Q. Will he and Brents start again this week?

KIRK FERENTZ: Most likely. We’ll just see how the week pans out. We’ll see if they make it to the plane on Friday without getting lost or having a panic attack, but they got through one week at least, so that’s good.

What is that supposed to mean? That’s a weird comment.

The most important thing I think about both those guys and probably all these guys is we’re seeing improvement during the course of the game, and that’s encouraging. When you see guys growing and their arrows are going up, that’s really positive.

Q. Was Hankins more an emergency situation?

KIRK FERENTZ: He was on Saturday. Based on what we saw Friday, we were hoping he could play. He didn’t appear very confident, and he’s dealing with a couple things. But I think he’s more confident -- I just asked him this morning where he thought he was at. He started out at 100 then dropped down to 95; I said, that’s fine, you’ll be 100 tomorrow. Anyway, I think he’s on the right side now and coming back up, and I think O.J. is the same way.

Q. Can he play with that cast on?

KIRK FERENTZ: We’re going to get that thing scaled down. At least so I’ve been told. That’ll help a lot, too.


Q. Some outside noise is why isn’t Noah Fant playing more. He’s significantly fewer snaps than T.J. What would your answer to those folks be?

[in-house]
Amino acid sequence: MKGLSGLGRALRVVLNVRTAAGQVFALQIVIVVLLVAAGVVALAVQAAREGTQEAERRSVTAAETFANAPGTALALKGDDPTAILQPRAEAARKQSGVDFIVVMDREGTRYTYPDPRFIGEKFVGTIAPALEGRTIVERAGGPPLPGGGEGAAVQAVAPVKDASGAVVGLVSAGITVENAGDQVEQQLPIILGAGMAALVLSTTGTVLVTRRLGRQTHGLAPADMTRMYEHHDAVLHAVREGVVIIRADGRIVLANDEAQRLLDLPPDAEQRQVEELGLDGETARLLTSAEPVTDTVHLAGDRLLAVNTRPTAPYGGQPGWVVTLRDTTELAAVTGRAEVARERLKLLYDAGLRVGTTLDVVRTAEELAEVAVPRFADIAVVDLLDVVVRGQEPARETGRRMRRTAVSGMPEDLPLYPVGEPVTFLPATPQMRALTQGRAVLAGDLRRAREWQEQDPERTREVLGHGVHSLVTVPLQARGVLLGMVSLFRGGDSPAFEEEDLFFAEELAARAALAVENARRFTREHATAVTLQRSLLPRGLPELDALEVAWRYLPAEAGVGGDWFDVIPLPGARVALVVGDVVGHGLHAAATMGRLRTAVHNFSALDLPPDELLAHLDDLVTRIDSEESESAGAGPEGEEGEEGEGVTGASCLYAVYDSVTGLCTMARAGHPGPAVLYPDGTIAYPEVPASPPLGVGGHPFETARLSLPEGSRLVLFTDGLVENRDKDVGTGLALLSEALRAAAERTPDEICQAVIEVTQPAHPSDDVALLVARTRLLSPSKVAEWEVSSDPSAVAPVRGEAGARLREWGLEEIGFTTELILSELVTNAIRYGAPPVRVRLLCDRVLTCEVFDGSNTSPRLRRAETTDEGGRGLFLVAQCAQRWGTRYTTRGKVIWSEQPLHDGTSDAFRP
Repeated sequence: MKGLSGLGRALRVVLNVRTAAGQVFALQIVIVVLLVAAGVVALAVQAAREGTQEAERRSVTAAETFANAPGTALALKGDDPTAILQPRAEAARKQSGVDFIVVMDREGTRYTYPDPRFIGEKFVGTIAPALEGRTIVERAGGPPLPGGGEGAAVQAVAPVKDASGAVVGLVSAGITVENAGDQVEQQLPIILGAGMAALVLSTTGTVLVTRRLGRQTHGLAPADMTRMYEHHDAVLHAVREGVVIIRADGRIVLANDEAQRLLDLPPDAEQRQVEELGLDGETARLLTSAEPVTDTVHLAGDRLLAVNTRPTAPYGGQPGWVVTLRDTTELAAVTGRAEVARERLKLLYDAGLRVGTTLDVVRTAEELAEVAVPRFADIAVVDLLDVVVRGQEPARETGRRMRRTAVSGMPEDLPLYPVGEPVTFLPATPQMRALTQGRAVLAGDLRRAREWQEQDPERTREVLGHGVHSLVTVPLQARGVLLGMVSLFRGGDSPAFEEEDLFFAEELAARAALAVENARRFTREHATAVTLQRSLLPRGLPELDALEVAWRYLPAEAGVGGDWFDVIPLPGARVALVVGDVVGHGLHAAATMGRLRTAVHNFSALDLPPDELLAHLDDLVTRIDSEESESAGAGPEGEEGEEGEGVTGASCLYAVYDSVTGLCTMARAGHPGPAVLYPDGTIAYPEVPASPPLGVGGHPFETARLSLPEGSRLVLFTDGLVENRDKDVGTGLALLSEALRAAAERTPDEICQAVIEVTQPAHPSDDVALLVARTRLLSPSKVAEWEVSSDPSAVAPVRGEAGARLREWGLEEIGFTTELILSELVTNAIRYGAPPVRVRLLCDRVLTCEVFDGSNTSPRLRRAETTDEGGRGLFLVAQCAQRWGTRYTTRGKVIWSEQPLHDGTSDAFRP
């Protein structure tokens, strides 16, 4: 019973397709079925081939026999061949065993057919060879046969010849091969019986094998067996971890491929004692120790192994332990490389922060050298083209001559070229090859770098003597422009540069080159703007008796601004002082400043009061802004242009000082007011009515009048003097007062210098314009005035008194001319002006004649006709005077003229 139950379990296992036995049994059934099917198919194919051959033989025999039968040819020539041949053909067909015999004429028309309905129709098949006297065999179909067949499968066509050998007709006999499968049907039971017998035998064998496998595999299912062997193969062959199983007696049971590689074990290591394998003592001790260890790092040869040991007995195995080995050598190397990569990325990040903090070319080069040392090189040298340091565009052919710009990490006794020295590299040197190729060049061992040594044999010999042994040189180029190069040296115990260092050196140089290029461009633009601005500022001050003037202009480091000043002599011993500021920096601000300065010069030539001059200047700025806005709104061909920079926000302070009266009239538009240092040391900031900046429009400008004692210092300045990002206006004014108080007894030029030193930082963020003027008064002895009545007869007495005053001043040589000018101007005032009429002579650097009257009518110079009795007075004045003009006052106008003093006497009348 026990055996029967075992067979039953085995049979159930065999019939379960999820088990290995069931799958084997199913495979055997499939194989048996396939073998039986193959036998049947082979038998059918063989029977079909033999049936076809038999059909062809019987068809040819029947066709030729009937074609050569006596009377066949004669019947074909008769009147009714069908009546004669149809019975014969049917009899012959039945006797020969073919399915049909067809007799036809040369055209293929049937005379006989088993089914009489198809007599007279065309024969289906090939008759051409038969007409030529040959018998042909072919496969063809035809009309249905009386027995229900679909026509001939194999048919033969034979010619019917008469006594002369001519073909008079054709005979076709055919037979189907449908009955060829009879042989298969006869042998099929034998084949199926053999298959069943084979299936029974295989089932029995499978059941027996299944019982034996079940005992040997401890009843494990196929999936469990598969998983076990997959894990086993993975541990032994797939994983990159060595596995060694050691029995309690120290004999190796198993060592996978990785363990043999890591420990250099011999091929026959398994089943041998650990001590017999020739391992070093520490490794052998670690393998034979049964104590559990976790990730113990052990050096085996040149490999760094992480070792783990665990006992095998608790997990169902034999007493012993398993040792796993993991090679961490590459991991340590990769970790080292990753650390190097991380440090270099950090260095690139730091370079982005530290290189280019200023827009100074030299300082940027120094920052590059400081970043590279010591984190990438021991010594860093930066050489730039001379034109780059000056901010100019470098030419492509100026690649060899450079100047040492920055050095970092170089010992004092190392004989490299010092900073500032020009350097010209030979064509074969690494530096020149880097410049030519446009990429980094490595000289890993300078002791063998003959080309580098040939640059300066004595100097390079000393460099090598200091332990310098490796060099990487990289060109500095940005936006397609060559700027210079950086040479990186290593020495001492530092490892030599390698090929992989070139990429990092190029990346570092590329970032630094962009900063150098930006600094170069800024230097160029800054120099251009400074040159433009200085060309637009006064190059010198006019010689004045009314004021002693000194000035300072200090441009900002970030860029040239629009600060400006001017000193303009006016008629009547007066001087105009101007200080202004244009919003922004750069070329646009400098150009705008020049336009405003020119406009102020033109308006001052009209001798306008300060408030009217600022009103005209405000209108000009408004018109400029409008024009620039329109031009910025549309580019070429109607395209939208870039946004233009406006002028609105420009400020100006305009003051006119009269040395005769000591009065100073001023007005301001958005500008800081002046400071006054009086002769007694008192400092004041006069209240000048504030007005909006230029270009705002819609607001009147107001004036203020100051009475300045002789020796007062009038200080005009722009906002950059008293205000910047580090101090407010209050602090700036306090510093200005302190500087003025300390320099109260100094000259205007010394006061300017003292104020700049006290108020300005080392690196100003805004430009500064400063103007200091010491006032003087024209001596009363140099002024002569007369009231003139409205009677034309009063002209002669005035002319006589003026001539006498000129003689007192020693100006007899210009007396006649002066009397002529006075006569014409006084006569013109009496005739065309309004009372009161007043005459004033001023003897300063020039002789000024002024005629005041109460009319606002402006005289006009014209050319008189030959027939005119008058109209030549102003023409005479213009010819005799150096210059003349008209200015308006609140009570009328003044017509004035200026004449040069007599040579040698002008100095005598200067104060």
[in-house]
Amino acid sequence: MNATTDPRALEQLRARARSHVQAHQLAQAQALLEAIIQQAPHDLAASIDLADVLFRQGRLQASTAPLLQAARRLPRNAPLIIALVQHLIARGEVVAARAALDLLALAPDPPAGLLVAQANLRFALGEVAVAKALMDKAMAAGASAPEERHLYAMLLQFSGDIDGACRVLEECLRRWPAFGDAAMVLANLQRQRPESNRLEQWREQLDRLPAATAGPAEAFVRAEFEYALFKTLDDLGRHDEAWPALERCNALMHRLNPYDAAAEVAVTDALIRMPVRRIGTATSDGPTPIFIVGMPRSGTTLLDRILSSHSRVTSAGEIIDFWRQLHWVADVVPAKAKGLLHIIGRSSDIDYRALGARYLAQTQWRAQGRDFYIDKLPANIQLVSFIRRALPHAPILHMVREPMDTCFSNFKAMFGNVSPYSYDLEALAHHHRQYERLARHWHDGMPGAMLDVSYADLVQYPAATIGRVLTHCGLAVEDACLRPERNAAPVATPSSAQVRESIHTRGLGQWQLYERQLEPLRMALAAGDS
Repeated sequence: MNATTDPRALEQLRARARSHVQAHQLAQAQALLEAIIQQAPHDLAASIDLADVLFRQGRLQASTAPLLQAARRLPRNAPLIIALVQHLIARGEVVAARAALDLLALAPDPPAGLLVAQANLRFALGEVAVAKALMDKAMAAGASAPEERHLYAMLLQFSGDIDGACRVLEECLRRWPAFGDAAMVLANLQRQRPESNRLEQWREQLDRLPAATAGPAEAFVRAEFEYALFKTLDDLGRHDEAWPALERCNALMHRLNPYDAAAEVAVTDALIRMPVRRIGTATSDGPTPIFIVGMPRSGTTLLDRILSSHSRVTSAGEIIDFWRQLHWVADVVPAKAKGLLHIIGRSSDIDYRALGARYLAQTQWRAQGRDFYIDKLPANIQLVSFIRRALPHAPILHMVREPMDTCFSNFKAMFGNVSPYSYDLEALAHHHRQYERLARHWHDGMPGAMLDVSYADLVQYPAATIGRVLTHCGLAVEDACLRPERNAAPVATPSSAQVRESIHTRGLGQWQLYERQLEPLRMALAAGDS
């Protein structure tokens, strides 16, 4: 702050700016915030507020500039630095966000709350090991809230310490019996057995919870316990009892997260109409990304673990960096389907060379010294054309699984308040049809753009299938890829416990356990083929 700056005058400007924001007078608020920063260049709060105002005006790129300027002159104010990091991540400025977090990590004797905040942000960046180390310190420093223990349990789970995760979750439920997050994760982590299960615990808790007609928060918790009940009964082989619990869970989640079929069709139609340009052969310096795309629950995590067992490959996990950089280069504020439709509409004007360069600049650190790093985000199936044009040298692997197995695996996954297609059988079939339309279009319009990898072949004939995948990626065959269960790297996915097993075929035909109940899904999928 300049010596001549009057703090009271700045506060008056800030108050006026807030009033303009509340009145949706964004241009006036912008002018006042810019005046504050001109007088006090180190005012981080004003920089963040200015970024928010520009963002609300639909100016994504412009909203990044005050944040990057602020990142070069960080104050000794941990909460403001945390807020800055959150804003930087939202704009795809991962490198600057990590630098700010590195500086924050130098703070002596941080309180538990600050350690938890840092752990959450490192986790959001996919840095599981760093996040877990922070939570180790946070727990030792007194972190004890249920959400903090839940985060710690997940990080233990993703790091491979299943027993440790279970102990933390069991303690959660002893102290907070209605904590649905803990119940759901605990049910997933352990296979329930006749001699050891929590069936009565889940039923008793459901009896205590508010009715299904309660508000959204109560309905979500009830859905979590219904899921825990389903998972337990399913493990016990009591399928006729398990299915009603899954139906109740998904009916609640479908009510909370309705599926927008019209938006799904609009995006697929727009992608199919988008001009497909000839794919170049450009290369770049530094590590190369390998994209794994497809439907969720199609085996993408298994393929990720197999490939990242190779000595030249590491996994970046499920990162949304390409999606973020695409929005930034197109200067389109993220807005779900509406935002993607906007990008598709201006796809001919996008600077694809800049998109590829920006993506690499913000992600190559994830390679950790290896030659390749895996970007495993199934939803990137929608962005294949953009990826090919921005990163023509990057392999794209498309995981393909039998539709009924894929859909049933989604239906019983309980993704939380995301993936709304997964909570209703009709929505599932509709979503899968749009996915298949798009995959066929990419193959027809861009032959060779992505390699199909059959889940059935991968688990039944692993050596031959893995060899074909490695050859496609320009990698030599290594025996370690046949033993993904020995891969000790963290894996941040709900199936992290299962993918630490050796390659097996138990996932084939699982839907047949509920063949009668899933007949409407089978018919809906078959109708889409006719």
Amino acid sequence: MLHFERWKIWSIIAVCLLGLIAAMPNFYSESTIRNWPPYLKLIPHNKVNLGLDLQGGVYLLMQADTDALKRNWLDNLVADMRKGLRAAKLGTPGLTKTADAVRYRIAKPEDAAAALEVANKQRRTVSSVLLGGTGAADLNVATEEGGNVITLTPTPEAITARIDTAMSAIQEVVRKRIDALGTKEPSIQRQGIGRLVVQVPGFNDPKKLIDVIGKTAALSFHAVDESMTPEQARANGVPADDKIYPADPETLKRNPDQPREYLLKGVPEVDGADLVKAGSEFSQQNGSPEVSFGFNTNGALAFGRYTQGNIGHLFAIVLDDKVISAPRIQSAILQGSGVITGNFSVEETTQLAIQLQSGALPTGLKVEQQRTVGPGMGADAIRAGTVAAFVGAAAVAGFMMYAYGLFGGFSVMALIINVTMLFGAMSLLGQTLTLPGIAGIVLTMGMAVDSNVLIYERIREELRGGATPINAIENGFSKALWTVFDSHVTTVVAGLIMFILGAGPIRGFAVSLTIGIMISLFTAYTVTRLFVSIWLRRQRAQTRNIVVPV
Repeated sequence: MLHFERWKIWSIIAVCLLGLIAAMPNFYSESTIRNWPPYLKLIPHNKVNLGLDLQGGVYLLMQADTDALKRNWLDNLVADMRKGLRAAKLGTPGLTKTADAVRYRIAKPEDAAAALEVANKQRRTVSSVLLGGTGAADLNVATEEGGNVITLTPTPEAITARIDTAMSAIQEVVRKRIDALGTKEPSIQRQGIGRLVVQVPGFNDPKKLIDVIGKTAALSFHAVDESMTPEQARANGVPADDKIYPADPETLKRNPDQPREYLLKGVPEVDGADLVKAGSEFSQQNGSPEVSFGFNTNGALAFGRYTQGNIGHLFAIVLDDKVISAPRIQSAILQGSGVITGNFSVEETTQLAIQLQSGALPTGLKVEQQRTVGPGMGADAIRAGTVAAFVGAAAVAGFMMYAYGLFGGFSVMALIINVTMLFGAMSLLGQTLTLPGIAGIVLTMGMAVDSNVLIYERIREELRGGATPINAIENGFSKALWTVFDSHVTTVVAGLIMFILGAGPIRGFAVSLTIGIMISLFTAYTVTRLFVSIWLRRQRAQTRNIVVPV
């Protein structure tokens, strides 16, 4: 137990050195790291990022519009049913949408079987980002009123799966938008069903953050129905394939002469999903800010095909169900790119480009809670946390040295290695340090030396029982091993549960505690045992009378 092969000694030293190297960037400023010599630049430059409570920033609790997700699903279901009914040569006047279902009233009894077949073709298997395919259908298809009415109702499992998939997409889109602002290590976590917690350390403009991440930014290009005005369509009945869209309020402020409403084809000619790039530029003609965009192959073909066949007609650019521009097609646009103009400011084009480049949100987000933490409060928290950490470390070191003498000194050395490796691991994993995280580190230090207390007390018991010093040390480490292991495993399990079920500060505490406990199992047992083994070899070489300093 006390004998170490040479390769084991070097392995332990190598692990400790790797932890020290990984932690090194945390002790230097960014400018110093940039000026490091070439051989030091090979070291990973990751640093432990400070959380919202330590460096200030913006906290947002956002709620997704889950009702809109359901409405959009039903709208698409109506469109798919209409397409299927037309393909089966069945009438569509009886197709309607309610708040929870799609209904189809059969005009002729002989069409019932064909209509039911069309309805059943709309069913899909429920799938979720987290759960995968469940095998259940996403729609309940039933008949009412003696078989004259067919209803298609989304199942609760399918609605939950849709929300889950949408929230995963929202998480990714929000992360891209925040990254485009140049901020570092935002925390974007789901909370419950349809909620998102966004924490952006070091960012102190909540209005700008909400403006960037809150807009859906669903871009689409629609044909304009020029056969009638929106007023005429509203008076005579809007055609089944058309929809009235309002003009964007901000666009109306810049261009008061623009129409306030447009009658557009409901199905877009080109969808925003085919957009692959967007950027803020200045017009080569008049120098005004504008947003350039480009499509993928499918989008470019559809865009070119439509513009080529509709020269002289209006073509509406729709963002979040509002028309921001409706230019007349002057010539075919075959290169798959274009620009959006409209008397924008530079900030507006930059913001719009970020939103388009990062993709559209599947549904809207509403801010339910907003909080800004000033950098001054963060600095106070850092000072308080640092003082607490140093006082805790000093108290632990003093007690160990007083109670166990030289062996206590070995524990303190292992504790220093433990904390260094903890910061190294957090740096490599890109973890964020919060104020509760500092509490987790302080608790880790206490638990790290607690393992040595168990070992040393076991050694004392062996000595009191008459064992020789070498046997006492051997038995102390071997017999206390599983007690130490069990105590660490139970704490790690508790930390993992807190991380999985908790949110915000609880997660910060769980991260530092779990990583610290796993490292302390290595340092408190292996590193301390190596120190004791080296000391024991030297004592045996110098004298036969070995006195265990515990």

KIRK FERENTZ: I don’t really have much to say about it. We’re trying to do things that we think are best for the team, whether it’s how we sub on defense, same thing on offense, and the bottom line is as I said after the game, we’ve got two really good tight ends right now, and they both play really critical roles on our team, but most important thing is, and I don’t know about the noise outside; I’m aware of it, but what I know is what I see from the guys in terms of their demeanor in the building, demeanor with their teammates and everything else, and it’s interesting we’ve had some really good players, a lot of those guys up on the wall over there, that were involved in either defensive schemes or touching the ball. I can’t remember anybody ever coming in and complaining about like, hey, I’m not getting the ball enough or not enough routes for me or not enough touches.